Yes METROPOLIS is the movie that everybody knows and while it is a highly influential work of world cinema, for my money Fritz Lang's true masterpiece is DR. MABUSE, THE GAMBLER especially when seen in this new authorized edition from Kino which runs 270 minutes. That's 57 minutes longer than the previous Image release which was the standard bearer up until now. There is so much I could say about this release but I will do my best to try and be concise. All of the elements that make Fritz Lang's movies what they are are on display here. The set design is truly astonishing not only for how it looks but for how it complements the action that is going on in front of it. The cinematography by Carl Hoffmann is fabulous especially when seen in a proper restoration like the one here. The editing is first rate as it highlights the dramatic action and the characters throughout the film. The characters are also fascinating to watch and there are so many of them. In many ways DR MABUSE plays like a silent version of Quentin Tarrentino's PULP FICTION (the source material IS pulp fiction) which leads me to what for me is the real strength of the picture and that is the screenplay by Thea von Harbou. The principal themes of guilt, intimidation and redemption which occur throught Lang's work are fully displayed here for the first time. Although they are often pointed out as the biggest weakness in his pictures I think just the opposite. Von Harbou's screenplays are grounded in silent film storytelling which makes them appear simplistic but like a fairy tale or other allegorical work there is a lot more when you look below the surface.Read more ›
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13 of 13 people found the following review helpful By Stephen H. Wood on August 7, 2006
Format: DVD
Fritz Lang's brilliantly directed and designed DR. MABUSE: THE GAMBLER (1922, Germany) is one of the crowning achievements of the German silent cinema from the decade following World War One. And Kino Video in Manhattan has given it a magnificent restoration that runs a full four-and-a-half hours. The print is beautiful, way longer than previous versions on home video, and with an evocatively harsh piano and violin score by Aljoscha Zimmermann and ensemble.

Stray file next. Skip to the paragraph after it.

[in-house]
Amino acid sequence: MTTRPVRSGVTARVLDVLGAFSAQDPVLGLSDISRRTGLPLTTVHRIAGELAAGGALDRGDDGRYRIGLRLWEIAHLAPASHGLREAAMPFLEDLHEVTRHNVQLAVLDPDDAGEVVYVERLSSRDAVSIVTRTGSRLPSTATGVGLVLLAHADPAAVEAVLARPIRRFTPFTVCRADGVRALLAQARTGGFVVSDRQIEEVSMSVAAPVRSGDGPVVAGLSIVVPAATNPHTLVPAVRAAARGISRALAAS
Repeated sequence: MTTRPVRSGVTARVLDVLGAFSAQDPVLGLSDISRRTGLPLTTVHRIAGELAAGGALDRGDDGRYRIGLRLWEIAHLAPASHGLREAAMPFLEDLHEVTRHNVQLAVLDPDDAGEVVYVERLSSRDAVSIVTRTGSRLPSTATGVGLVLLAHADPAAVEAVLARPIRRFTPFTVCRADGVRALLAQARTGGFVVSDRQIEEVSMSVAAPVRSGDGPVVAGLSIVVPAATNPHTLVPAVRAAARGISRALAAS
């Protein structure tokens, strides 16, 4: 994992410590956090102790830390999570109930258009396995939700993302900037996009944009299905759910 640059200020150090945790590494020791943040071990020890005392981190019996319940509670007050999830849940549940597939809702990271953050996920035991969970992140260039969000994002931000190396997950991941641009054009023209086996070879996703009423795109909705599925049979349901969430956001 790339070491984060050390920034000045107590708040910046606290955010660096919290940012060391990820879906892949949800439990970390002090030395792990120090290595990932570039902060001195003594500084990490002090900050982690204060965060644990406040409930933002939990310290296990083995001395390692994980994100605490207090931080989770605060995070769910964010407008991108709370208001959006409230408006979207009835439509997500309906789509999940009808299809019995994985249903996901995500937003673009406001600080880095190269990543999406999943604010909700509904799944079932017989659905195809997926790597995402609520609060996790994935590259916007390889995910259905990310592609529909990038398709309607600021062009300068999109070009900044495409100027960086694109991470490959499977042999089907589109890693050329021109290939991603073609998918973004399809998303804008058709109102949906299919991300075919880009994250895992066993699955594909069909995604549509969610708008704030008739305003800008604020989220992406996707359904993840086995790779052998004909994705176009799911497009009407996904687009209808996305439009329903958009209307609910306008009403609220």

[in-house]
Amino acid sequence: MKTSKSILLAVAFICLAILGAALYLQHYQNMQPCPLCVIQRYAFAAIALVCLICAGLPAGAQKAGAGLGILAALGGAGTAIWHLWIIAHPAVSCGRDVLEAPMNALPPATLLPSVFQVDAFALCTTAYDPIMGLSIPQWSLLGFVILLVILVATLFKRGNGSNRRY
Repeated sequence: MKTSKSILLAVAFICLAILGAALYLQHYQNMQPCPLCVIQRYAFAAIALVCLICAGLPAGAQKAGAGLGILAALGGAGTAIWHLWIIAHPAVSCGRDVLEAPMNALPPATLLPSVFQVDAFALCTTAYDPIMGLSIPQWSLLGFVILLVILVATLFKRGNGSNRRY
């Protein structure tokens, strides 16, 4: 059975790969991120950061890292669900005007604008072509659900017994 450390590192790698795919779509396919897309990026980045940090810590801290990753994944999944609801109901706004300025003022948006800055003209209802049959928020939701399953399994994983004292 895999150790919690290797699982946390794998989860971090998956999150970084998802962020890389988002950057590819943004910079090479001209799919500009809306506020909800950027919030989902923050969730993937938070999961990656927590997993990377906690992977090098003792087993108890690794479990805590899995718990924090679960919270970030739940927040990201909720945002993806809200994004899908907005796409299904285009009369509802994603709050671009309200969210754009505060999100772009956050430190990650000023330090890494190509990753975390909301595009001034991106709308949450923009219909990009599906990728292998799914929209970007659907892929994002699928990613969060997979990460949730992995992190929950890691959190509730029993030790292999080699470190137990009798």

Dr. Mabuse (Rudolf Klein-Rogge) is the archetype of all master criminals in a century of espionage movies, from James Bond to Alfred Hitchcock. He is a master of many disguises and is forever masterminding all means of terrorism in early 1920's Berlin. In this respect, DR. MABUSE: THE GAMBLER is very timely and contemporary.

In a movie that is also a commentary on 1920's Germany living, Mabuse works out of (or frequents) a cabaret with a gambling table that vanishes quickly in case of a police raid, and that offers cocaine for the mere asking. One wonders whether the cast and crew of Bob Fosse's CABARET (1972) saw this movie. Thea von Harbou's adaptation of Norbert Jacques' novel keeps the action moving quickly, despite the mammoth length. Something is always blowing up, and Mabuse is forever in another disguise to elude the police.

Actually, the 270 minute length is an asset because continuity holes have been filled in. We have two separate movies with an intermission for easy two night viewing on home video. (The intermission is at the two-and-a-half hour mark) The cinematography is by Carl Hoffmann, while the wondrous art direction is by Otto Hunte and Carl Stahl-Urach. Other cast members include METROPOLIS' Alfred Abel, Bernardt Goetzke, Aud Egede Nissen, and Paul Richter.

DR.